LRESULT CALLBACK WndProc

This is a discussion on LRESULT CALLBACK WndProc within the Windows Programming forums, part of the Platform Specific Boards category; Isn't this the function header of a window's procedure (without the arguments)? I guess I understand that the return value ...

  1. #1
    the Corvetter
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    LRESULT CALLBACK WndProc

    Isn't this the function header of a window's procedure (without the arguments)? I guess I understand that the return value is going to be LRESULT (which, I assume, is an int). But, what is CALLBACK?

    So, let me get this straight, WinProcs are called when something is done to a window, right? Thanks.

    --Garfield
    1978 Silver Anniversary Corvette

  2. #2
    Skunkmeister Stoned_Coder's Avatar
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    I think its a #define for _stdcall. This tells the compiler how to push the function parameters onto the stack.
    Free the weed!! Class B to class C is not good enough!!
    And the FAQ is here :- http://faq.cprogramming.com/cgi-bin/smartfaq.cgi

  3. #3
    the Corvetter
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    Oh, so what you mean by this is that it tells compiler that this is the windows procedure? So, if you leave this CALLBACK out, then it won't be a winproc? It just tells that when a change in the window happens, this is the function to go to? Thanks.

    --Garfield
    1978 Silver Anniversary Corvette

  4. #4
    Skunkmeister Stoned_Coder's Avatar
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    No not at all. Its just a calling convention.... here this might help...

    Microsoft Specific >

    The __stdcall calling convention is used to call Win32 API functions. The callee cleans the stack, so the compiler makes vararg functions __cdecl. Functions that use this calling convention require a function prototype. The following list shows the implementation of this calling convention.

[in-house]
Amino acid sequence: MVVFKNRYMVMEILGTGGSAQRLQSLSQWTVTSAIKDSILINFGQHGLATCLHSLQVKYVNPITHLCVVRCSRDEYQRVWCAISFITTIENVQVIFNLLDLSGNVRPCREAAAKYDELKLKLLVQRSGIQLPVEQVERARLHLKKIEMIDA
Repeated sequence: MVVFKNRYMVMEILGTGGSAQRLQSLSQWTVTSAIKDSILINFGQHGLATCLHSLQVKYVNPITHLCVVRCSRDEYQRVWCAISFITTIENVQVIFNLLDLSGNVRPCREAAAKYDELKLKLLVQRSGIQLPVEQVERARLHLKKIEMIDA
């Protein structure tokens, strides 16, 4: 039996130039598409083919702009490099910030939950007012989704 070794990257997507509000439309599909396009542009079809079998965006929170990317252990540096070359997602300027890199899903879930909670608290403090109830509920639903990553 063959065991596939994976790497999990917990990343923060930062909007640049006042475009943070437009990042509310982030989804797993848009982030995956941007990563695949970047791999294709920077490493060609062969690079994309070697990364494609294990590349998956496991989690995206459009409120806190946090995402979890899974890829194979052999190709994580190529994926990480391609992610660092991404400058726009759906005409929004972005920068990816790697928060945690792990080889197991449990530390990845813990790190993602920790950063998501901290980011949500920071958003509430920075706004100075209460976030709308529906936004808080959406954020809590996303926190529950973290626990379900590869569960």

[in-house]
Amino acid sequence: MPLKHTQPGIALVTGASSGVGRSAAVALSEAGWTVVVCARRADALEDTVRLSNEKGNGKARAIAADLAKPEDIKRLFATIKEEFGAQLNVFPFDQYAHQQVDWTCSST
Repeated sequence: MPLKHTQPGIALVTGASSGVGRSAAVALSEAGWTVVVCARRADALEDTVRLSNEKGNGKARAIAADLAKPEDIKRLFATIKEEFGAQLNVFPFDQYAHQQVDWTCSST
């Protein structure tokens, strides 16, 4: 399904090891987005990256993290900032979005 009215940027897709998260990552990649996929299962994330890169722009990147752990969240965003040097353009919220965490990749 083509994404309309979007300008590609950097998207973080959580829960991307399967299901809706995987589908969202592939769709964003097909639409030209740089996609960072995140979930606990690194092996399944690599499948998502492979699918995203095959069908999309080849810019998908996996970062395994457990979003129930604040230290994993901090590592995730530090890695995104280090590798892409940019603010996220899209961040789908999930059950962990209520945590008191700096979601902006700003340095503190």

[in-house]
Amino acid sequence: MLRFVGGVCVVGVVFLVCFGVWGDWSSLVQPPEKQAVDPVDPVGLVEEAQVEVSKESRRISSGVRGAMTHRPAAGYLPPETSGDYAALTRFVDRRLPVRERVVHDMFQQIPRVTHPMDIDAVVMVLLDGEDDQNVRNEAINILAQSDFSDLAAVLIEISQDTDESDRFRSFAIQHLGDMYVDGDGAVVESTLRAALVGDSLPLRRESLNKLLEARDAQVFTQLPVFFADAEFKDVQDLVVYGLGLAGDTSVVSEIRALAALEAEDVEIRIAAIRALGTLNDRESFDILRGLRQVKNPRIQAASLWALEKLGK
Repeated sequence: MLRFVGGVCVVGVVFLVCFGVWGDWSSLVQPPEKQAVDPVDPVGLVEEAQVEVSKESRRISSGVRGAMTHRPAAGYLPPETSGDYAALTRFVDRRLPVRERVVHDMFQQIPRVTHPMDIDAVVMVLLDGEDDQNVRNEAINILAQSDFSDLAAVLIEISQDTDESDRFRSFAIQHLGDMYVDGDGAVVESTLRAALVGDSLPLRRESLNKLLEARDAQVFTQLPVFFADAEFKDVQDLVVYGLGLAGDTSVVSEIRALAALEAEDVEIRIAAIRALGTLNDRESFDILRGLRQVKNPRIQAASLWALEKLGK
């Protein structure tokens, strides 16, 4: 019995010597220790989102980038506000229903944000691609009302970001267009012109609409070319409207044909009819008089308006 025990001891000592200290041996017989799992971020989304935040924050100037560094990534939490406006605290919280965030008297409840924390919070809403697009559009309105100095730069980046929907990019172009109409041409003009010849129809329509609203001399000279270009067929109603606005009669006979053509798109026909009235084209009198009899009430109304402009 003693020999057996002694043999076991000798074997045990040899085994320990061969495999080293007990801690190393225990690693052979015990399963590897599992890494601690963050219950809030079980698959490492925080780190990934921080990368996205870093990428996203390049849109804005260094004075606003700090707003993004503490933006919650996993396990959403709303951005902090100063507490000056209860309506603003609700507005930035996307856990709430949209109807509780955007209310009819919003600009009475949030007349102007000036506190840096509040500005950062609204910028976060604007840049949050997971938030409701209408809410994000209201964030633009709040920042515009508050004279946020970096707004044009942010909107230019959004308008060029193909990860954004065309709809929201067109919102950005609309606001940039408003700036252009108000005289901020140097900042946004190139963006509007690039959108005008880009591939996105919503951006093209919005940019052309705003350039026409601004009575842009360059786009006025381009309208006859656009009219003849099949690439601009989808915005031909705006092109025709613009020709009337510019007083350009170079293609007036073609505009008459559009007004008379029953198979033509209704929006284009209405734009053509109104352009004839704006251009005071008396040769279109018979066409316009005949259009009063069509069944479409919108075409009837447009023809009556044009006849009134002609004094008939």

Element Implementation
    Argument-passing order Right to left.
    Argument-passing convention By value, unless a pointer or reference type is passed.
    Stack-maintenance responsibility Called function pops its own arguments from the stack.
    Name-decoration convention An underscore (_) is prefixed to the name. The name is followed by the at sign (@) followed by the number of bytes (in decimal) in the argument list. Therefore, the function declared as int func( int a, double b ) is decorated as follows: _func@12
    Case-translation convention None


    The /Gz compiler option specifies __stdcall for all functions not explicitly declared with a different calling convention.

    Functions declared using the __stdcall modifier return values the same way as functions declared using __cdecl.

    END Microsoft Specific

    Example
    In the following example, use of __stdcall results in all WINAPI function types being handled as a standard call:

    // Example of the __stdcall keyword
    #define WINAPI __stdcall
    Free the weed!! Class B to class C is not good enough!!
    And the FAQ is here :- http://faq.cprogramming.com/cgi-bin/smartfaq.cgi